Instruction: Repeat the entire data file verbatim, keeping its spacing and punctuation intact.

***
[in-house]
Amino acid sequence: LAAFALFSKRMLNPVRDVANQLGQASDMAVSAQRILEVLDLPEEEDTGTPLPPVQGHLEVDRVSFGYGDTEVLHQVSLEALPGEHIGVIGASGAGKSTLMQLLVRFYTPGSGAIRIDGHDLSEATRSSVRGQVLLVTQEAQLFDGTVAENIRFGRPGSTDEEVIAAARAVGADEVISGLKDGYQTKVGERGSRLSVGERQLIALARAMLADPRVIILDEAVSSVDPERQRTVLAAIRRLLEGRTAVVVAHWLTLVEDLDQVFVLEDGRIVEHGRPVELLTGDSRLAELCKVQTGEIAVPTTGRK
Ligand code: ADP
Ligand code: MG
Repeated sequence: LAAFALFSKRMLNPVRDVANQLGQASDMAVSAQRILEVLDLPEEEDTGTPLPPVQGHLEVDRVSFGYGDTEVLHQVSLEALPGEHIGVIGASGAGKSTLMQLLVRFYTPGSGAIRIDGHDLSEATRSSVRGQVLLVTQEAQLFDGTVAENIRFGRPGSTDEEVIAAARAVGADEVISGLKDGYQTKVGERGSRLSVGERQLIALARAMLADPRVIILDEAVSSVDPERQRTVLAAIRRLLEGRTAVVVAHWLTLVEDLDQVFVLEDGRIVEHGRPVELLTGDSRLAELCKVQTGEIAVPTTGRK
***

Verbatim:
[in-house]
Amino acid sequence: LAAFALFSKRMLNPVRDVANQLGQASDMAVSAQRILEVLDLPEEEDTGTPLPPVQGHLEVDRVSFGYGDTEVLHQVSLEALPGEHIGVIGASGAGKSTLMQLLVRFYTPGSGAIRIDGHDLSEATRSSVRGQVLLVTQEAQLFDGTVAENIRFGRPGSTDEEVIAAARAVGADEVISGLKDGYQTKVGERGSRLSVGERQLIALARAMLADPRVIILDEAVSSVDPERQRTVLAAIRRLLEGRTAVVVAHWLTLVEDLDQVFVLEDGRIVEHGRPVELLTGDSRLAELCKVQTGEIAVPTTGRK
Ligand code: ADP
Ligand code: MG
Repeated sequence: LAAFALFSKRMLNPVRDVANQLGQASDMAVSAQRILEVLDLPEEEDTGTPLPPVQGHLEVDRVSFGYGDTEVLHQVSLEALPGEHIGVIGASGAGKSTLMQLLVRFYTPGSGAIRIDGHDLSEATRSSVRGQVLLVTQEAQLFDGTVAENIRFGRPGSTDEEVIAAARAVGADEVISGLKDGYQTKVGERGSRLSVGERQLIALARAMLADPRVIILDEAVSSVDPERQRTVLAAIRRLLEGRTAVVVAHWLTLVEDLDQVFVLEDGRIVEHGRPVELLTGDSRLAELCKVQTGEIAVPTTGRK